Beyond Straight Line Path
A Useful Adjustment
Knotted leaders, broken leaders, lost flies, missed fish, and ugly casts. All of these dreaded fly fishing glitches are products of tailing loops.
Tailing loops; the casting problem where the top leg of the fly line loop is below the bottom leg,
are the result of a technique error which pulls that top line down.
Usually the caster has moved the rod tip below a straight line path (SLP.) So, most solutions are attempts to maintain that straight path of the rod tip.
But on the water, tailing loops and their results can occur even if the caster moves the rod tip straight as a Star Wars saberstaff. (note the rod tip and loop in the photo above) So, a different solution to tailing loops might be to extend the path of the rod tip in a curve below that laser straight line.
During the outing in the accompanying photographs, we were fishing for bass and bluegill in ponds. While the distances required rather long casts, we were using very slow-action trout rods. The combination of high powered long casts, light leaders, and soft rods made tailing loops frustratingly common. So, we kept the top leg of the fly line on top of the loop by continuing the path of the rod tip downward after the stop on the forward and back cast. This unusual addaptatin to the basic cast can work for you, too.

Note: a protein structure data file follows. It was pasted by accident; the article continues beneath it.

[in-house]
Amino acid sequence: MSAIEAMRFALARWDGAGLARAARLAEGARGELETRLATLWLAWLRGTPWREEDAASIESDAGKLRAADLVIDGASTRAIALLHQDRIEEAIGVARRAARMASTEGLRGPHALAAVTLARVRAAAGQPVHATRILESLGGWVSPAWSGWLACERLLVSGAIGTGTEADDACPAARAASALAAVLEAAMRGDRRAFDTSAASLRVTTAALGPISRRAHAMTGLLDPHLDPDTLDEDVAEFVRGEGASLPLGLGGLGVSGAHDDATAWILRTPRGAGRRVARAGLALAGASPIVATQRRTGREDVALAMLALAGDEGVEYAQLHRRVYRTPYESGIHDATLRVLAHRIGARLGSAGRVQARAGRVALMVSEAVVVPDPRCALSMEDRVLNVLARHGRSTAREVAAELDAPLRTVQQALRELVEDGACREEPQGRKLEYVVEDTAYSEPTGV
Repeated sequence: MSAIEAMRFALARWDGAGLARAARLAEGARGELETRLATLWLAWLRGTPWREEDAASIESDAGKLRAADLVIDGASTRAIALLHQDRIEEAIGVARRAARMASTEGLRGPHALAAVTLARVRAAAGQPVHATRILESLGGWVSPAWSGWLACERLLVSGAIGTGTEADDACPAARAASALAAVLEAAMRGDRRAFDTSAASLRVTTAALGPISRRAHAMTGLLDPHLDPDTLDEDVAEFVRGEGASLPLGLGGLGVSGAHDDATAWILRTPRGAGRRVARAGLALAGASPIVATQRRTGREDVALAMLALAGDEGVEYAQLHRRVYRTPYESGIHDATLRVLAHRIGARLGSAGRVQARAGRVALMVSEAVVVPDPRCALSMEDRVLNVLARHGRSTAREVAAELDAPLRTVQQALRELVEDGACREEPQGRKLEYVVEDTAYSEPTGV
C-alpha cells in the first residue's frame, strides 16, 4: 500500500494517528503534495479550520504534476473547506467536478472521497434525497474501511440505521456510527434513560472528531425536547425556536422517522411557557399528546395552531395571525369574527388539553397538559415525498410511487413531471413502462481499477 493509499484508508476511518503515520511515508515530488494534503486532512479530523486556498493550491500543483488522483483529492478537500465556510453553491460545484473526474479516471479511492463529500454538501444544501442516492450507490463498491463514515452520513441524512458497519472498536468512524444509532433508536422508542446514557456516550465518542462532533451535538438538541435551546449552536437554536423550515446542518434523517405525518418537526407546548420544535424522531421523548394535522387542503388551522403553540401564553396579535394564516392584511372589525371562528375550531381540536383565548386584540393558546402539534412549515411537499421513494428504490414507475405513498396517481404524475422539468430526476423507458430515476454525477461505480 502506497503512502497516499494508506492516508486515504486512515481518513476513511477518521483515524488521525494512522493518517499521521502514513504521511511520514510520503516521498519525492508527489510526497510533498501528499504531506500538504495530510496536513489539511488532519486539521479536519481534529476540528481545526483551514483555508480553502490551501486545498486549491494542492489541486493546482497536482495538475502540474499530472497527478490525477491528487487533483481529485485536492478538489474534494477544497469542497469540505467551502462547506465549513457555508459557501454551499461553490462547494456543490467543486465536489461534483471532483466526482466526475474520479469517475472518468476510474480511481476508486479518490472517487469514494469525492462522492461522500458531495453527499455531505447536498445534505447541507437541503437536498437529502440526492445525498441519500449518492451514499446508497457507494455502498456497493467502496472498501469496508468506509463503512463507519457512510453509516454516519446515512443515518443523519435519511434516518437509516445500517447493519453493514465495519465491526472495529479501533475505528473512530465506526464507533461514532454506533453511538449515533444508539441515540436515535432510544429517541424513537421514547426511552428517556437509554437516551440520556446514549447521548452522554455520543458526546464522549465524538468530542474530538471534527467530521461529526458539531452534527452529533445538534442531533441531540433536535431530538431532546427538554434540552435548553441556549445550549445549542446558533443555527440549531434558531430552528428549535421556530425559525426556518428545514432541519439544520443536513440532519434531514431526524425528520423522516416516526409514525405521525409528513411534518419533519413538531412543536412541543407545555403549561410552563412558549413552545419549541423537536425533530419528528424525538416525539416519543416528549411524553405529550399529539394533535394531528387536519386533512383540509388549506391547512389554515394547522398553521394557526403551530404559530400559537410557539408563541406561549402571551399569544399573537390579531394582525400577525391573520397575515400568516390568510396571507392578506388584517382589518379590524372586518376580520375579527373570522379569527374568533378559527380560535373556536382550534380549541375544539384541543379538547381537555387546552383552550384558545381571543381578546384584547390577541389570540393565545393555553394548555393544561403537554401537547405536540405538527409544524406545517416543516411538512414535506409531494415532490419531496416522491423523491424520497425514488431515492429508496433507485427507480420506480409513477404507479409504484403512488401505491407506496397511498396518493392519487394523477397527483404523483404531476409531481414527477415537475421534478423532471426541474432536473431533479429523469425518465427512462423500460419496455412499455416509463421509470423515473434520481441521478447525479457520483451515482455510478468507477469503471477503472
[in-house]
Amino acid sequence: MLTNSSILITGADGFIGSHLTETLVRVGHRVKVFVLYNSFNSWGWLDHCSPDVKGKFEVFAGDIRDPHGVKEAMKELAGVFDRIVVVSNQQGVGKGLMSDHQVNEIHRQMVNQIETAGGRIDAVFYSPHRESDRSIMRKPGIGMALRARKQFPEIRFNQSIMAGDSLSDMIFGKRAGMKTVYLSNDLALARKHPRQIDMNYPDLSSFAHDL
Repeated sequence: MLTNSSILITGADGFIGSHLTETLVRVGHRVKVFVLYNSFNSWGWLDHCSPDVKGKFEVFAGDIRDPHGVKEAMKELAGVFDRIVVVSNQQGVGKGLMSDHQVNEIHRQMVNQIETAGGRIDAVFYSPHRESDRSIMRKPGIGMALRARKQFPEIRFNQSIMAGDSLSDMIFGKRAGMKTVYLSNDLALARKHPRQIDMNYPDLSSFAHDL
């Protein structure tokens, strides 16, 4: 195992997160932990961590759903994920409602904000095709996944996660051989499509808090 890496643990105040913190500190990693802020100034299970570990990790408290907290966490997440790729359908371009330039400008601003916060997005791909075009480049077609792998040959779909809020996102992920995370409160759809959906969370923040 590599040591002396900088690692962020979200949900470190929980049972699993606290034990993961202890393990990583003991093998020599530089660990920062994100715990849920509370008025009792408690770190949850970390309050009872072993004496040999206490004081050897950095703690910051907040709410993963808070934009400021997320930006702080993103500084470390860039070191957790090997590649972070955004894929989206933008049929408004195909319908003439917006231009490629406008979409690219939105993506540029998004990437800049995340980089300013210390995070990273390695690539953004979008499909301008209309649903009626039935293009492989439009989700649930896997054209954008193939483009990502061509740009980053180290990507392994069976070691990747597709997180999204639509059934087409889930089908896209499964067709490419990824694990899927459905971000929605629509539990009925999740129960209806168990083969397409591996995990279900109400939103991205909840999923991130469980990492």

In order to move the rod tip down after the stop; think of reaching down with your rod hand as the fly line rolls out. (note the rod tip, loop, and wrist of the rod hand in the photo above) Or simply relax your hand after the stop. The rod tip will move downward as if the electricity can’t reach to the ends of your saberstaff, and the fly line will roll out like a tractor tread.
Your fishing situation which requires an adaptation to the straight line rod tip path might be different; extra long bonefish leaders that tangle with the best casts, or full flex trout rods that want to cast tailing loops will both require modifications to your cast, but adapting the path of rod will keep the loop open.